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30 Cards in this Set

  • Front
  • Back
List three procoagulant complexes in the coagulation pathway
Two xases

Xa/Va/PL - ptothrombinase
Which system is in place to inhibit the coagulation cascade and prevent formation of the pathological thrombus?
Protein C and cofactor protein S - inactivate VIIIa and Va
Antithrombin III - inactivate IIa and Xa
Both prevent thrombus formation in the venous system
What markers can be used to detect hypecoagulable states?
Fibrinopeptide A
Fibrinopeptide B
D-D dimers
The two mahor plasminogen activators are:
Tissue plasminogen activator TPA and
Urokinase Plasminogen activator uPA
Inhibitors of plasminogen activation:
Plasminogen Activator Inhibitor -I (PAI-I)
Thrombin Activatable Fibrinolysis Inhibitor (TAFI)
Virchow's triad of thrombotic disorders:
Blood Stasis
Blood abnormality
Blood vessel wall abnormality
Factors that suggest spontaneous thrombosis in adults:
Major surgery
Pregnancy & post-partum
oral contraceptives and hormone replacement therapy
Myeloproliferative disorders
Advancing age
Factors that suggest need for laboratory evaluation of inherited prothrombotic disorder
Family hx
Age <40
Arterial thrombus
Elevated PTT
More than one thrombus
Increased tendency to form clots either in veins or arteries. A complex trait - a polygenic disorder
Thrombosis in children:six major issues
1. DVT/PE treatment: LMWH
2. catheter-related (PICU, NICU, CA, TPN)
3. L-asp in leukemia
4. anti-phospholipid antibodies
5. cardiovascular, especially CHD
6. congenital prothrombotic disorders
Difference between arterial thrombosis and venous thrombosis
Arterial thrombosis is due to pathology of platelets whereas venous is due to pathology of coagulation and anticoagulation factors
Difference btw primary and secondary thrombocytosis seen in arterial thrombosis:
Primary thrombocytosis, as occurs in the myeloproliferative syndromes, has been implicated in thrombosis - many more platelets presennt.
Secondary thrombocytosis occurs in malignancies, post-splenectomy, iron deficiency and sepsis.
Three components required for normal hematopoiesis:
Multipotential hematopoietic stem cells (SEEDS)
Stromal cells & ECM (SOIL)
Growth Factors (Manure).
Where does hematopoiesis take place:
By third week of embryogenesis
At the end of the first month of gestation
During embryonic life
When does the bone marrow become the main site of hematopoiesis
By third week of embryogenesis - yolk sac
At the end of the first month of gestation - liver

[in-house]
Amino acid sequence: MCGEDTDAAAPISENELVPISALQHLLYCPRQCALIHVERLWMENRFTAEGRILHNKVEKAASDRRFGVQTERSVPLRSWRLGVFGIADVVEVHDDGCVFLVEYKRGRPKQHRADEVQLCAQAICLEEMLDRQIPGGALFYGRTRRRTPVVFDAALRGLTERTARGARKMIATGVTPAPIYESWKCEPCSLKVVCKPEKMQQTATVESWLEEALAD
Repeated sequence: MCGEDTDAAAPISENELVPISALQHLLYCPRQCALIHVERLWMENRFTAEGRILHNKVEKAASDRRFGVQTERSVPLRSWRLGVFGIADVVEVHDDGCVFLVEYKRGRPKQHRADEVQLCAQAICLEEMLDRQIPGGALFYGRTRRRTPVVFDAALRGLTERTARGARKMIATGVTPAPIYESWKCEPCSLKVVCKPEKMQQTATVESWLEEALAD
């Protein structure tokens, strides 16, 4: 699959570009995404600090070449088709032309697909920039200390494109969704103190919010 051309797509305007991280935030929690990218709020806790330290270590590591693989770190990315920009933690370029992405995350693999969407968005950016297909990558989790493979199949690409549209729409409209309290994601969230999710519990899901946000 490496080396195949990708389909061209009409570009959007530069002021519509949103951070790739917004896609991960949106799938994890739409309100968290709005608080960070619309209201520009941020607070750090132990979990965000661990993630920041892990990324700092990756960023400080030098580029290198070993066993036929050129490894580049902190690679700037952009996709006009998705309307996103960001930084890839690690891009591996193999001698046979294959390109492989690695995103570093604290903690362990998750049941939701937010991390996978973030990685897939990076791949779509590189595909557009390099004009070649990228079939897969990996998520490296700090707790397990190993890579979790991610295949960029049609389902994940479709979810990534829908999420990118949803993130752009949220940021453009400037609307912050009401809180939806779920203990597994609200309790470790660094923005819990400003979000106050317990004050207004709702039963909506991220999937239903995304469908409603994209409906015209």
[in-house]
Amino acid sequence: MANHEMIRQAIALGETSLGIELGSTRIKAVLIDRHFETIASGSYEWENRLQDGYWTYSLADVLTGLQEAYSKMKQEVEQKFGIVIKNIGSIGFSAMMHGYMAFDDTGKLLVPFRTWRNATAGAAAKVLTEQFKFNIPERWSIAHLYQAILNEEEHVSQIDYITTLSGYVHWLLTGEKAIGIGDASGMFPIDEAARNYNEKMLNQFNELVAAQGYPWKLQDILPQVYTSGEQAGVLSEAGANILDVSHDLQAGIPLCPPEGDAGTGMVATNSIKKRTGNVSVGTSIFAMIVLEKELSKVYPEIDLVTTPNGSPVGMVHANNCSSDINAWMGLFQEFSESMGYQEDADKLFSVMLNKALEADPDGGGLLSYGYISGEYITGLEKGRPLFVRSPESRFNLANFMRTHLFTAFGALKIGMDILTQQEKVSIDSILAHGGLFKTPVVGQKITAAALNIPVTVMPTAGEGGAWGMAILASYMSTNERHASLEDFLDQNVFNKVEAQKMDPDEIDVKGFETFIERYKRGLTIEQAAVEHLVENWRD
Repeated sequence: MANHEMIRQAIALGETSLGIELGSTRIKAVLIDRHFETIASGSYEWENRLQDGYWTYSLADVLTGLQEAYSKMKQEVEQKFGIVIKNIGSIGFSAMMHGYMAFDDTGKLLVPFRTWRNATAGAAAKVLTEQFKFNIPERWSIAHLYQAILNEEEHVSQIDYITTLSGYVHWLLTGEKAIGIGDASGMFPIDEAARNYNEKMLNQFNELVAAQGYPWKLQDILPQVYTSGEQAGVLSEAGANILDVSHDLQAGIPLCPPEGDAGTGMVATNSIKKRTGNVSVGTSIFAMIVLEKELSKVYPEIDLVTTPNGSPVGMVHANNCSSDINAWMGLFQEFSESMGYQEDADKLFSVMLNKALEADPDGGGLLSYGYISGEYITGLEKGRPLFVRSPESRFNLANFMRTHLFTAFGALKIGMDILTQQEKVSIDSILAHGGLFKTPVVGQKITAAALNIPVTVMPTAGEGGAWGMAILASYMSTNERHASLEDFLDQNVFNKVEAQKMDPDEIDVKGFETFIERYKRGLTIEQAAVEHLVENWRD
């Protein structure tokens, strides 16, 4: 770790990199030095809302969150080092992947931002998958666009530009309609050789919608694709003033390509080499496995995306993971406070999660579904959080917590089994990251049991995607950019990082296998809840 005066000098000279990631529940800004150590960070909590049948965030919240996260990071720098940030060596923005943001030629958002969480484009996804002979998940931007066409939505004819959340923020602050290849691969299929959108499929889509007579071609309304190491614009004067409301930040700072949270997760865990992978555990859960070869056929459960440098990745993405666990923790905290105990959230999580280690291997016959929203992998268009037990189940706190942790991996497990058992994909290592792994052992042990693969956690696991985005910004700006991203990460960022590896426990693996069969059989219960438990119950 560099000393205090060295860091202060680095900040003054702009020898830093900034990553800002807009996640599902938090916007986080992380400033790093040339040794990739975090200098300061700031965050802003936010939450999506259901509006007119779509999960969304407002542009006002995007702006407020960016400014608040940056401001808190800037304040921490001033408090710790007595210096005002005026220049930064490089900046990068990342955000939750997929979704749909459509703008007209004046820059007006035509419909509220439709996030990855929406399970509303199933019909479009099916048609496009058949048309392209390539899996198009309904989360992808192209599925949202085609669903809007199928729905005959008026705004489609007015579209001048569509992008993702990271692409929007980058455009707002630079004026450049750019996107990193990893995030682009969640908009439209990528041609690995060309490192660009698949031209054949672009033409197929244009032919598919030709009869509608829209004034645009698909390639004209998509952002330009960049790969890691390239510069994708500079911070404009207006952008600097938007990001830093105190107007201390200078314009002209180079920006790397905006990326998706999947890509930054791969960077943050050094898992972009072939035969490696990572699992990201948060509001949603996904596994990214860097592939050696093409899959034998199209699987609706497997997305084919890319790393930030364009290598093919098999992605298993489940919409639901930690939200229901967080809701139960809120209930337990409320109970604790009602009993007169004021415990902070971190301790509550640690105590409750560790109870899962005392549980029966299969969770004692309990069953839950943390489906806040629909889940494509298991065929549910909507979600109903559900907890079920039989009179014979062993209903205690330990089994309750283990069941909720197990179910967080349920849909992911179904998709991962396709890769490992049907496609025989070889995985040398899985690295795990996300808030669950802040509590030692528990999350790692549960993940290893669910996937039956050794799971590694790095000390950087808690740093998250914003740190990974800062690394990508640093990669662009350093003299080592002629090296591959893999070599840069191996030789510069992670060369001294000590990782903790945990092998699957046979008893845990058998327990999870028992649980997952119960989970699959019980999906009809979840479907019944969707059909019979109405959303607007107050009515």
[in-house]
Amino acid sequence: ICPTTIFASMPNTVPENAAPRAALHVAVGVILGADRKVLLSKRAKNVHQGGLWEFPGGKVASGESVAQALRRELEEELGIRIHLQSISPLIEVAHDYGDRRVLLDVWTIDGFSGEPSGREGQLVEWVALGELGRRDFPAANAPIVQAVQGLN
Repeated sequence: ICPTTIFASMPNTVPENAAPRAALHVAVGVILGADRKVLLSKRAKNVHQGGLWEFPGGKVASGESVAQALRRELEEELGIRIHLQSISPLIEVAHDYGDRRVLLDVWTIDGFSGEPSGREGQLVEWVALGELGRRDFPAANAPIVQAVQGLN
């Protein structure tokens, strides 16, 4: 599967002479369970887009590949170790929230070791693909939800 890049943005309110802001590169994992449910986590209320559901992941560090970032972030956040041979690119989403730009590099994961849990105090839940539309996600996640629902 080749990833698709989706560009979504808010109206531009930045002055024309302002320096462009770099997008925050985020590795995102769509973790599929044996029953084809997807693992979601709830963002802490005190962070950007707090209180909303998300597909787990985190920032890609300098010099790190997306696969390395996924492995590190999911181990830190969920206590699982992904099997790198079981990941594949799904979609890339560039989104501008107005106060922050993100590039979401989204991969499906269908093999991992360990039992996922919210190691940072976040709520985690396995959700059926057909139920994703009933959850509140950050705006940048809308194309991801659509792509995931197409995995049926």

During embryonic life - spleen
When does the bone marrow become the main site of hematopoiesis - at the fourth month of gestation
As bone grows, hematopoiesis shifts from ________ to ______
From long bones to axial skeleton
As bone grows, hematopoiesis shifts from ________ to ______
From long bones to axial skeleton
What are the characteristics of a blast cell?
Blue cystoplasm
Bloated nuclueas
Presence of one or more nucleoli
A blast cell is more concenred with dividing than with its own maturation
1 - Myeloblast - Big, blue n bloated
2 - Promyelocyte - smaller nucleus
3 - myelocyte - note clumping of chromatin
4 - metamyelocyte - indentation of nuclues and mature cytoplasm
5 - band neutrophil
6 - segmented neutrophil
Name the cells at the different stages of differentiation of this granulocytes
Name the growth factors that are required by the following lineages:
Myeloid series
Granulocytic lineage
Monocytic lineage
Eythroid proliferation
Myeloid series - GM-CSF
Granulocytic lineage : G-CSF
Monocytic lineage: M-CSF
Eythroid proliferation: EPO
Megakaryocytes: TPO
What is the diameter of mature eyrthrocytes?
Size of erythrocytes compared to that of lymphocytes
What is the diameter of mature eyrthrocytes? 7um
Size of erythrocytes compared to that of lymphocytes - eyrthocytes are smaller than the nucleus of a lymphocyte
What characteristics make the eyrthrocytes deformable?
Lipid bilayer memberane and underlying cytoskeleton (consisting of spectrin, actin, ankyrin and band 4.2).
Shift curve to the rise, increase release of oxygen at the tissue level
What is the effect of acidic conditions and increased levels of 2,3-DPG have on oxygen release at the tissue level?
List the three normal types of hemoglobin that exist
Hg alpha2 beta2 - adults
alpha2 gamma2 - fetus (1% adults)
alpha2 delta2 - 2-3% adults
Granulocytes - 50 -65% of circulating WBC's
Involved in inflammatory rxns, are phagocytic, contain bacterial killing enzymes
Half life - 12hrs
Have 3-4 lobes normally
Name the most abundant leukocytes found circulating in blood
What is their main function?

Ctyotoxic lymphocytes ad=nd NK cells - 5 % of lymphocytes with large cytoplasm with granules
These are the second most abundant WBS's in adults and most abundant in children who are developing an immune system.
The lymphocyte that contains cytoplasmic grnaules make up 5% of this gp of cells and correspond to:
Difference between basophils and mast cells?
Mast cells are found in tissue whereas basophils circulate ib blood. Their granules both contain histamine
What is contained in the granules of eosenophils?
Major basic protein
What is the lifespan of a platelet?
7-12 days
List the lab tests done to assess blood cells
Stained blood smear - Wright-Giemsa
Define the following terms:
Define the following terms:
Anisocytosis - variations in red blood cell size
Poikilocytosis - variation in red cell shape - sickle cell, target cells, spherocytes
Normocytic - description related to MCV
Polychromasia - increased reticulocyte count